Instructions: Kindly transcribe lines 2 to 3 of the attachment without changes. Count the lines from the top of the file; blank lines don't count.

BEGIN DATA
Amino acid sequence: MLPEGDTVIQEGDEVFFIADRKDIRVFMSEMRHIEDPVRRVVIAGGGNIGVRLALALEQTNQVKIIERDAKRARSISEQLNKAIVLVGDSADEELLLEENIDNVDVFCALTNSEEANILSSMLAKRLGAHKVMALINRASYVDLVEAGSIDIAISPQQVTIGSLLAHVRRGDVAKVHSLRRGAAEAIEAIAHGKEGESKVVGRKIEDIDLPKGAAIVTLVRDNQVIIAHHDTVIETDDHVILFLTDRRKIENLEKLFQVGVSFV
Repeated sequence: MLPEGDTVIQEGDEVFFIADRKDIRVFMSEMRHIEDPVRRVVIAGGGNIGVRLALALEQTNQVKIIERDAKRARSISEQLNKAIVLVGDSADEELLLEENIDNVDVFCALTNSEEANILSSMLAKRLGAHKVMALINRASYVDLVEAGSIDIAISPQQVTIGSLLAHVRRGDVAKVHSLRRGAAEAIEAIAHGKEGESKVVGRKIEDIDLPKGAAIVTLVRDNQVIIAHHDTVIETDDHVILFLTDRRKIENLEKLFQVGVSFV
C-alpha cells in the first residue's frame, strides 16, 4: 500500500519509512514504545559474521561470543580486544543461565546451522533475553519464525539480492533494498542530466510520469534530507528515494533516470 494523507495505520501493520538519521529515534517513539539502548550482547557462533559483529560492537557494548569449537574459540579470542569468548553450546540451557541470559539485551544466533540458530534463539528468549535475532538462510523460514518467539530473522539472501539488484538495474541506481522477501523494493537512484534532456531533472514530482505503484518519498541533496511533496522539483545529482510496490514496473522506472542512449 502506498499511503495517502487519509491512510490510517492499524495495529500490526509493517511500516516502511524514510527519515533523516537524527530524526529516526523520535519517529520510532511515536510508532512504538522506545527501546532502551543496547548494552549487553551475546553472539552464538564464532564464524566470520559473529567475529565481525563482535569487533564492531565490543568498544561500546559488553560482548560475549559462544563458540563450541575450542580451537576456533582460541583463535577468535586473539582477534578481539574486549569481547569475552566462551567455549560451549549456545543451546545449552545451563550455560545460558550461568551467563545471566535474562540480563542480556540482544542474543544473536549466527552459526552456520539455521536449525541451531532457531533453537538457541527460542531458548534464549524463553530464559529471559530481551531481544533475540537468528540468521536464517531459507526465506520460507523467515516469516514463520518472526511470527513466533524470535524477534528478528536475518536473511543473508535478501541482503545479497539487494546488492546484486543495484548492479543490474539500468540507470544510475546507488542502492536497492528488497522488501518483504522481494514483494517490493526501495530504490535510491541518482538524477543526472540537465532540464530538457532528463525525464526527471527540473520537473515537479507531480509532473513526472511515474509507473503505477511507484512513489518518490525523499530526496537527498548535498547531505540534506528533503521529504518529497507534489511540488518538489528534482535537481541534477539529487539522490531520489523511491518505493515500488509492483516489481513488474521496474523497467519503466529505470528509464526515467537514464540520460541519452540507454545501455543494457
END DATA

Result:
Repeated sequence: MLPEGDTVIQEGDEVFFIADRKDIRVFMSEMRHIEDPVRRVVIAGGGNIGVRLALALEQTNQVKIIERDAKRARSISEQLNKAIVLVGDSADEELLLEENIDNVDVFCALTNSEEANILSSMLAKRLGAHKVMALINRASYVDLVEAGSIDIAISPQQVTIGSLLAHVRRGDVAKVHSLRRGAAEAIEAIAHGKEGESKVVGRKIEDIDLPKGAAIVTLVRDNQVIIAHHDTVIETDDHVILFLTDRRKIENLEKLFQVGVSFV
C-alpha cells in the first residue's frame, strides 16, 4: 500500500519509512514504545559474521561470543580486544543461565546451522533475553519464525539480492533494498542530466510520469534530507528515494533516470 494523507495505520501493520538519521529515534517513539539502548550482547557462533559483529560492537557494548569449537574459540579470542569468548553450546540451557541470559539485551544466533540458530534463539528468549535475532538462510523460514518467539530473522539472501539488484538495474541506481522477501523494493537512484534532456531533472514530482505503484518519498541533496511533496522539483545529482510496490514496473522506472542512449 502506498499511503495517502487519509491512510490510517492499524495495529500490526509493517511500516516502511524514510527519515533523516537524527530524526529516526523520535519517529520510532511515536510508532512504538522506545527501546532502551543496547548494552549487553551475546553472539552464538564464532564464524566470520559473529567475529565481525563482535569487533564492531565490543568498544561500546559488553560482548560475549559462544563458540563450541575450542580451537576456533582460541583463535577468535586473539582477534578481539574486549569481547569475552566462551567455549560451549549456545543451546545449552545451563550455560545460558550461568551467563545471566535474562540480563542480556540482544542474543544473536549466527552459526552456520539455521536449525541451531532457531533453537538457541527460542531458548534464549524463553530464559529471559530481551531481544533475540537468528540468521536464517531459507526465506520460507523467515516469516514463520518472526511470527513466533524470535524477534528478528536475518536473511543473508535478501541482503545479497539487494546488492546484486543495484548492479543490474539500468540507470544510475546507488542502492536497492528488497522488501518483504522481494514483494517490493526501495530504490535510491541518482538524477543526472540537465532540464530538457532528463525525464526527471527540473520537473515537479507531480509532473513526472511515474509507473503505477511507484512513489518518490525523499530526496537527498548535498547531505540534506528533503521529504518529497507534489511540488518538489528534482535537481541534477539529487539522490531520489523511491518505493515500488509492483516489481513488474521496474523497467519503466529505470528509464526515467537514464540520460541519452540507454545501455543494457